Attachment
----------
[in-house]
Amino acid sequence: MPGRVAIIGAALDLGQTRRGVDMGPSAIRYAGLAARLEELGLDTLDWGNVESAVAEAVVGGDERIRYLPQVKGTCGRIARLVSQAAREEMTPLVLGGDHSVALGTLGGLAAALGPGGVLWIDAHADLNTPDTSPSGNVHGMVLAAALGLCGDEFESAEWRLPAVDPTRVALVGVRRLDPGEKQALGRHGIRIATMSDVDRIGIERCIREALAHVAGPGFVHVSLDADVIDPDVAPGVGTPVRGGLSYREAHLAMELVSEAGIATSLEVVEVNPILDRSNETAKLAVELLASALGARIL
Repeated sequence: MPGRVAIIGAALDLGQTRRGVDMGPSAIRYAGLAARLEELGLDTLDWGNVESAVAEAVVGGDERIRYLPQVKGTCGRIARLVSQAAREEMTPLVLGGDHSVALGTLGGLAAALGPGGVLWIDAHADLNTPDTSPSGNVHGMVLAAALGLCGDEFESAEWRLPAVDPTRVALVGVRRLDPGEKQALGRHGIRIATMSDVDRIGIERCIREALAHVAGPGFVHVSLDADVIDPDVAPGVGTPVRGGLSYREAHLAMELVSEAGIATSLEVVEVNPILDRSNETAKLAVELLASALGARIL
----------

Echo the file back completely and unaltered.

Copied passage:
[in-house]
Amino acid sequence: MPGRVAIIGAALDLGQTRRGVDMGPSAIRYAGLAARLEELGLDTLDWGNVESAVAEAVVGGDERIRYLPQVKGTCGRIARLVSQAAREEMTPLVLGGDHSVALGTLGGLAAALGPGGVLWIDAHADLNTPDTSPSGNVHGMVLAAALGLCGDEFESAEWRLPAVDPTRVALVGVRRLDPGEKQALGRHGIRIATMSDVDRIGIERCIREALAHVAGPGFVHVSLDADVIDPDVAPGVGTPVRGGLSYREAHLAMELVSEAGIATSLEVVEVNPILDRSNETAKLAVELLASALGARIL
Repeated sequence: MPGRVAIIGAALDLGQTRRGVDMGPSAIRYAGLAARLEELGLDTLDWGNVESAVAEAVVGGDERIRYLPQVKGTCGRIARLVSQAAREEMTPLVLGGDHSVALGTLGGLAAALGPGGVLWIDAHADLNTPDTSPSGNVHGMVLAAALGLCGDEFESAEWRLPAVDPTRVALVGVRRLDPGEKQALGRHGIRIATMSDVDRIGIERCIREALAHVAGPGFVHVSLDADVIDPDVAPGVGTPVRGGLSYREAHLAMELVSEAGIATSLEVVEVNPILDRSNETAKLAVELLASALGARIL